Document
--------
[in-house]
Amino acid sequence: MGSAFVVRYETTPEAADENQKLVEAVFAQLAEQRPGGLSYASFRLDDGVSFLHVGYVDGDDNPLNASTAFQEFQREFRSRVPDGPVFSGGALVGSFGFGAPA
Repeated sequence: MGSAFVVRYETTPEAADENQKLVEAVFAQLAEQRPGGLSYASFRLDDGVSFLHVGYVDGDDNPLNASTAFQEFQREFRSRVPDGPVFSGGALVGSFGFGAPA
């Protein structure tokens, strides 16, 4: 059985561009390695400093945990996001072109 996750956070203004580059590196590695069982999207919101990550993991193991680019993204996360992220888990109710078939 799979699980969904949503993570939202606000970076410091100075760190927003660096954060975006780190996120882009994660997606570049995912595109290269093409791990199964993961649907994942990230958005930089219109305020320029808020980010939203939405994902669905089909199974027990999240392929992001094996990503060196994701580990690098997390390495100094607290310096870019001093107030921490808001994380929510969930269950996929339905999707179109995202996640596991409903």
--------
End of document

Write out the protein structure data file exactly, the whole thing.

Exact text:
[in-house]
Amino acid sequence: MGSAFVVRYETTPEAADENQKLVEAVFAQLAEQRPGGLSYASFRLDDGVSFLHVGYVDGDDNPLNASTAFQEFQREFRSRVPDGPVFSGGALVGSFGFGAPA
Repeated sequence: MGSAFVVRYETTPEAADENQKLVEAVFAQLAEQRPGGLSYASFRLDDGVSFLHVGYVDGDDNPLNASTAFQEFQREFRSRVPDGPVFSGGALVGSFGFGAPA
């Protein structure tokens, strides 16, 4: 059985561009390695400093945990996001072109 996750956070203004580059590196590695069982999207919101990550993991193991680019993204996360992220888990109710078939 799979699980969904949503993570939202606000970076410091100075760190927003660096954060975006780190996120882009994660997606570049995912595109290269093409791990199964993961649907994942990230958005930089219109305020320029808020980010939203939405994902669905089909199974027990999240392929992001094996990503060196994701580990690098997390390495100094607290310096870019001093107030921490808001994380929510969930269950996929339905999707179109995202996640596991409903």